When the courts sentenced him, most knew it was excessive. An organic movement, “Free Barrett Brown,” started to raise funds to pay his attorney's fees. The extensive court process and appeals, over a long stretch of time, would have left most people penniless. The organization only wanted to ease Brown's financial pain caused by a court who clearly had it out for him. Slapped with a hefty prison sentence and an $800,000 fine for Stratfor, the plaintiff, Brown states:, “I will spend the rest of my life in a strange state of post-cyberpunk indentured servitude to an amoral private intelligence firm that’s perhaps best known for having spied on Bhopal activists on behalf of Dow Chemical. That the prosecution did not quite manage to articulate how I did any damage to this particular company did not seem to dissuade U.S. District Judge Sam A. Lindsay in this matter.”

So the fundraising was clearly justified for such an inhumane penalty. However, it came to light that the FBI and DOJ kept watch over the bank account set aside for donors. In fact, they were able to discover the real identity of every donor. For a while, no one knew that the surveillance was even occurring. With no warrant served, the FBI and DOJ uncovered who donated to a perfectly legitimate and legal cause. This abuse of power falls well within "arbitrary interference" of donors' privacy.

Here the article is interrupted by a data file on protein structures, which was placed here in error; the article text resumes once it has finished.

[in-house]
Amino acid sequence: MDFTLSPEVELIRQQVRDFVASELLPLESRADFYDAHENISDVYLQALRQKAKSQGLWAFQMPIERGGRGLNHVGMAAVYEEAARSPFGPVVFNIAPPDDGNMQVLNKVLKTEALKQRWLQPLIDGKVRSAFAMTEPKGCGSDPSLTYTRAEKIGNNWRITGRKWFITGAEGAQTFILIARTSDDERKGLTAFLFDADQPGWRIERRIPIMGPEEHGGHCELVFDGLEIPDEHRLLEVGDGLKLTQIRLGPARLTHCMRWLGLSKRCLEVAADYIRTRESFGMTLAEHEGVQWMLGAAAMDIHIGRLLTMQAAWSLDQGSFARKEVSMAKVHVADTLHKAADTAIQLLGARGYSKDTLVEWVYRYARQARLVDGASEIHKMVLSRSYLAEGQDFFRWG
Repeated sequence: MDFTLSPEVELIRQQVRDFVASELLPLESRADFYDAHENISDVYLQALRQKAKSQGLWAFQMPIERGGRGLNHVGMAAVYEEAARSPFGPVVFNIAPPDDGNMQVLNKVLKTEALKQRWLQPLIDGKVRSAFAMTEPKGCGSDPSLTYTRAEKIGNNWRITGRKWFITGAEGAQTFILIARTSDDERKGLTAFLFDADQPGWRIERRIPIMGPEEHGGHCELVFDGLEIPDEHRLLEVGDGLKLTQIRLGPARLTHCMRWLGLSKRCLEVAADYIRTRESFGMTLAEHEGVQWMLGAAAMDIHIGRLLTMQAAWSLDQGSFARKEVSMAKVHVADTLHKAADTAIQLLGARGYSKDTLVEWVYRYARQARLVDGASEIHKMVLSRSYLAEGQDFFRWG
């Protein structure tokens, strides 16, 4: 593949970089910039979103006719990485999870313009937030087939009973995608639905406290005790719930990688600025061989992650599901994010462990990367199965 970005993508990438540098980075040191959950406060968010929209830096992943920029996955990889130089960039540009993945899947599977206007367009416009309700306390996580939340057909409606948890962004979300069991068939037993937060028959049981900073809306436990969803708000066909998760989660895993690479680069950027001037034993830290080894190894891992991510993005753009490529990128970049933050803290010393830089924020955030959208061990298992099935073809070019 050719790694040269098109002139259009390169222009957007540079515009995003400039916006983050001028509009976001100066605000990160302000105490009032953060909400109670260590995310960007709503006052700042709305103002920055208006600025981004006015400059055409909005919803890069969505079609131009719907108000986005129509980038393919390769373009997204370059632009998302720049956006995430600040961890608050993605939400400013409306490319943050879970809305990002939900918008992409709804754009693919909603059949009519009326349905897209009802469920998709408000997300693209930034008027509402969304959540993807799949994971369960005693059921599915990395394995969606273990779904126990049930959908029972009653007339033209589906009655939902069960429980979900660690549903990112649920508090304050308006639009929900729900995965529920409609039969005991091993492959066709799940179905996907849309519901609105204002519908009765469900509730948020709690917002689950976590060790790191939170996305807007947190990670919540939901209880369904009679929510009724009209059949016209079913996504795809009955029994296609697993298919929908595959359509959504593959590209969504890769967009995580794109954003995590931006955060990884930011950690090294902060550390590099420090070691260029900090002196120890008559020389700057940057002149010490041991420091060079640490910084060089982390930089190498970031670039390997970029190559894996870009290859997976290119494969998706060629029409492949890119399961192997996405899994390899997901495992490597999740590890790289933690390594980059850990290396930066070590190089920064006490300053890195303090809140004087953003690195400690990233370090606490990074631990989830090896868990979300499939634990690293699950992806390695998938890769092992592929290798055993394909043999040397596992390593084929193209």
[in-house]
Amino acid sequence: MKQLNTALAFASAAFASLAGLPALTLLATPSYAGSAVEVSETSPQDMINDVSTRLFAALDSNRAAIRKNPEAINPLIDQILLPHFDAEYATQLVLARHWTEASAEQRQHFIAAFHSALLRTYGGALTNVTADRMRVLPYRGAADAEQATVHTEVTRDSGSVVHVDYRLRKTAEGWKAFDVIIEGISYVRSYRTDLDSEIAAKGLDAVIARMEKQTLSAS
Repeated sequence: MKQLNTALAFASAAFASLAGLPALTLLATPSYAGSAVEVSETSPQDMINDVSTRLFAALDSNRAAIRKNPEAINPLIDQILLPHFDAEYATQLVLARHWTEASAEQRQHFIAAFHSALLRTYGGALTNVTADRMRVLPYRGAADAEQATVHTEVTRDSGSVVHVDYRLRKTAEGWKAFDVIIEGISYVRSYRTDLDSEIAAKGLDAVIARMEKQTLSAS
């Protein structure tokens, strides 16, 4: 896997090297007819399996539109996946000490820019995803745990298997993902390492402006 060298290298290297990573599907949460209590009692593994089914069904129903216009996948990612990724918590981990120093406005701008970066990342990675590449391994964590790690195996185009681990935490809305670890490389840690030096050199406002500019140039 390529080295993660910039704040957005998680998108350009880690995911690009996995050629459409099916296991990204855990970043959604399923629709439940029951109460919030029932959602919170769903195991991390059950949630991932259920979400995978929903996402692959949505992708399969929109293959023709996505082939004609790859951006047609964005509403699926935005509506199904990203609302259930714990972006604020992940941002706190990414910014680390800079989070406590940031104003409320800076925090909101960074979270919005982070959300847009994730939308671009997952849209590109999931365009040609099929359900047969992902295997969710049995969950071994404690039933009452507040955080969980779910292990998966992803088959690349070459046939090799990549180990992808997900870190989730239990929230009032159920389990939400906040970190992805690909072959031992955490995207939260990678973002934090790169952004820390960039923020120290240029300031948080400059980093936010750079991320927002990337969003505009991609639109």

Privacy to YOUR Value, Currency, and Worth

Your money is for your eyes only and those whom you allow to see. Over time, as the financial system becomes monopolized and digitized, we've grown to accept that banks and governments can see our every credit card swipe, checking account balances, and cash withdrawals. This is a slippery slope. Everyone has too freely welcomed oversight as an intrusion into their day-to-day lives, when resistance would have been the more logical response.

We've already witnessed, over and over, government efforts to put the entire globe under surveillance, with the ruling over the UK's spying regime as the latest example. Even as these shocking covert operations are made public, the perpetrators continue to engage in these violations, often by switching to different methods.